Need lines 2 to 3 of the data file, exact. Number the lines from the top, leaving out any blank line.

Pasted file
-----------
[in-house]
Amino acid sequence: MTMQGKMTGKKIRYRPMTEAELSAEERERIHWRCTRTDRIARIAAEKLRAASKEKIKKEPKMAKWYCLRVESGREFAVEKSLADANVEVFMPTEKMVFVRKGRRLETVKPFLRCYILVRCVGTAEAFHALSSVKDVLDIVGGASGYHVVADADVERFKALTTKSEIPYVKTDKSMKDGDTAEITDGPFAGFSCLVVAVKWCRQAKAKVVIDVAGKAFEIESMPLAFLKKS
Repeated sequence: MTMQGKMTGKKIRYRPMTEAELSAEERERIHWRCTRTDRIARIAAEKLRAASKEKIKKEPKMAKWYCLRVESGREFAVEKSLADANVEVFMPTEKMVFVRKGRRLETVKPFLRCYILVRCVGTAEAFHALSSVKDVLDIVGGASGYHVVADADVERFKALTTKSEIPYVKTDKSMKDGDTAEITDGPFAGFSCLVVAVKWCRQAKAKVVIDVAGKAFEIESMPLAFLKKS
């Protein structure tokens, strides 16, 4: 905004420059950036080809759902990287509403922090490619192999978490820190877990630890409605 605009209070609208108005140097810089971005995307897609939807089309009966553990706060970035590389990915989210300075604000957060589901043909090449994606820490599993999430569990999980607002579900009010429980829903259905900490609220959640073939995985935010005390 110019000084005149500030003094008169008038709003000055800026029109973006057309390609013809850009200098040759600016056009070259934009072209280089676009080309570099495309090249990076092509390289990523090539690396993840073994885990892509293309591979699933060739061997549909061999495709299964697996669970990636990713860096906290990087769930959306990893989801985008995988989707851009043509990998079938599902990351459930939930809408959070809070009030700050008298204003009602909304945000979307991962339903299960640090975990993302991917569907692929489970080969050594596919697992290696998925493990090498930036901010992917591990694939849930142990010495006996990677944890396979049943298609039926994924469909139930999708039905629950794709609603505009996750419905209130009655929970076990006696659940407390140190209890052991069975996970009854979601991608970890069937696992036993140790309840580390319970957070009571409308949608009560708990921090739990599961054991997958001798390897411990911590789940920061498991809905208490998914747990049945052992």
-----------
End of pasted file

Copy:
Amino acid sequence: MTMQGKMTGKKIRYRPMTEAELSAEERERIHWRCTRTDRIARIAAEKLRAASKEKIKKEPKMAKWYCLRVESGREFAVEKSLADANVEVFMPTEKMVFVRKGRRLETVKPFLRCYILVRCVGTAEAFHALSSVKDVLDIVGGASGYHVVADADVERFKALTTKSEIPYVKTDKSMKDGDTAEITDGPFAGFSCLVVAVKWCRQAKAKVVIDVAGKAFEIESMPLAFLKKS
Repeated sequence: MTMQGKMTGKKIRYRPMTEAELSAEERERIHWRCTRTDRIARIAAEKLRAASKEKIKKEPKMAKWYCLRVESGREFAVEKSLADANVEVFMPTEKMVFVRKGRRLETVKPFLRCYILVRCVGTAEAFHALSSVKDVLDIVGGASGYHVVADADVERFKALTTKSEIPYVKTDKSMKDGDTAEITDGPFAGFSCLVVAVKWCRQAKAKVVIDVAGKAFEIESMPLAFLKKS